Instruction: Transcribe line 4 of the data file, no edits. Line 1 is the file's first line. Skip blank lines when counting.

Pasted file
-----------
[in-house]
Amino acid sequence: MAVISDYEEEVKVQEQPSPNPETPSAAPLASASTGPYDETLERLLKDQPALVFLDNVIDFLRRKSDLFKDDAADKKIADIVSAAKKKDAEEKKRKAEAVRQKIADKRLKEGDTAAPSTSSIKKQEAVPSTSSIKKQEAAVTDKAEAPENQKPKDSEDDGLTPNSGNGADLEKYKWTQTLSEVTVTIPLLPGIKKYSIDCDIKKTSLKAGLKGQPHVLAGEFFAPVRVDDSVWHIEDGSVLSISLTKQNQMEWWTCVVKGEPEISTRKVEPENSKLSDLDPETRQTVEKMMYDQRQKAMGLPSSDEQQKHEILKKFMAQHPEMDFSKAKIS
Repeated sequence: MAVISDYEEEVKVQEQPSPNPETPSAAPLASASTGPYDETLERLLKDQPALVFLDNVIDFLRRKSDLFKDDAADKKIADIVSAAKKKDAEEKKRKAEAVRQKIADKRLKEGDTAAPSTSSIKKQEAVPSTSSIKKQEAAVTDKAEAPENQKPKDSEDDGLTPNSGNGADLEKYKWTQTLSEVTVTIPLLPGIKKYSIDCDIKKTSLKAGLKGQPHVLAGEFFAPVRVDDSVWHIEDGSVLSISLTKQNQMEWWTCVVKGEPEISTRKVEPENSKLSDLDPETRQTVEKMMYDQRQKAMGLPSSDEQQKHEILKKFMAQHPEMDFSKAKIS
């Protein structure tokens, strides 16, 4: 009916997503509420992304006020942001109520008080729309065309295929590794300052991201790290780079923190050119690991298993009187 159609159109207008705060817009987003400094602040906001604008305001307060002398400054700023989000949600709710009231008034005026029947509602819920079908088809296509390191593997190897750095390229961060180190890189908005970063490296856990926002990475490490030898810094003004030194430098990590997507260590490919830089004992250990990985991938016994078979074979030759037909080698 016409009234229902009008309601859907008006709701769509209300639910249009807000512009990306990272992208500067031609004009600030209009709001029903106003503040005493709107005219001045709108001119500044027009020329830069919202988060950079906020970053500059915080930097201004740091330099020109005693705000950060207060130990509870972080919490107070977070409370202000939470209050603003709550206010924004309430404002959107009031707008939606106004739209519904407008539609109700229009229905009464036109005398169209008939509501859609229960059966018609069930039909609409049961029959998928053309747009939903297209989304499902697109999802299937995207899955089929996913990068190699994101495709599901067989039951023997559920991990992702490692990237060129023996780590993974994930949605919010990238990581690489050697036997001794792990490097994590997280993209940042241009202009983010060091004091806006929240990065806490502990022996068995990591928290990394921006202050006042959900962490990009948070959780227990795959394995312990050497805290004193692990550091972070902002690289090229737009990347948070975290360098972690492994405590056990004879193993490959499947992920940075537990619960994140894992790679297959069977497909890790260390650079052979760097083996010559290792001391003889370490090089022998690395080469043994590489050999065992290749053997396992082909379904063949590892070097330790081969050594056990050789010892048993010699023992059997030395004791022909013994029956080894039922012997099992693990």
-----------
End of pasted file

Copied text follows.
């Protein structure tokens, strides 16, 4: 009916997503509420992304006020942001109520008080729309065309295929590794300052991201790290780079923190050119690991298993009187 159609159109207008705060817009987003400094602040906001604008305001307060002398400054700023989000949600709710009231008034005026029947509602819920079908088809296509390191593997190897750095390229961060180190890189908005970063490296856990926002990475490490030898810094003004030194430098990590997507260590490919830089004992250990990985991938016994078979074979030759037909080698 016409009234229902009008309601859907008006709701769509209300639910249009807000512009990306990272992208500067031609004009600030209009709001029903106003503040005493709107005219001045709108001119500044027009020329830069919202988060950079906020970053500059915080930097201004740091330099020109005693705000950060207060130990509870972080919490107070977070409370202000939470209050603003709550206010924004309430404002959107009031707008939606106004739209519904407008539609109700229009229905009464036109005398169209008939509501859609229960059966018609069930039909609409049961029959998928053309747009939903297209989304499902697109999802299937995207899955089929996913990068190699994101495709599901067989039951023997559920991990992702490692990237060129023996780590993974994930949605919010990238990581690489050697036997001794792990490097994590997280993209940042241009202009983010060091004091806006929240990065806490502990022996068995990591928290990394921006202050006042959900962490990009948070959780227990795959394995312990050497805290004193692990550091972070902002690289090229737009990347948070975290360098972690492994405590056990004879193993490959499947992920940075537990619960994140894992790679297959069977497909890790260390650079052979760097083996010559290792001391003889370490090089022998690395080469043994590489050999065992290749053997396992082909379904063949590892070097330790081969050594056990050789010892048993010699023992059997030395004791022909013994029956080894039922012997099992693990």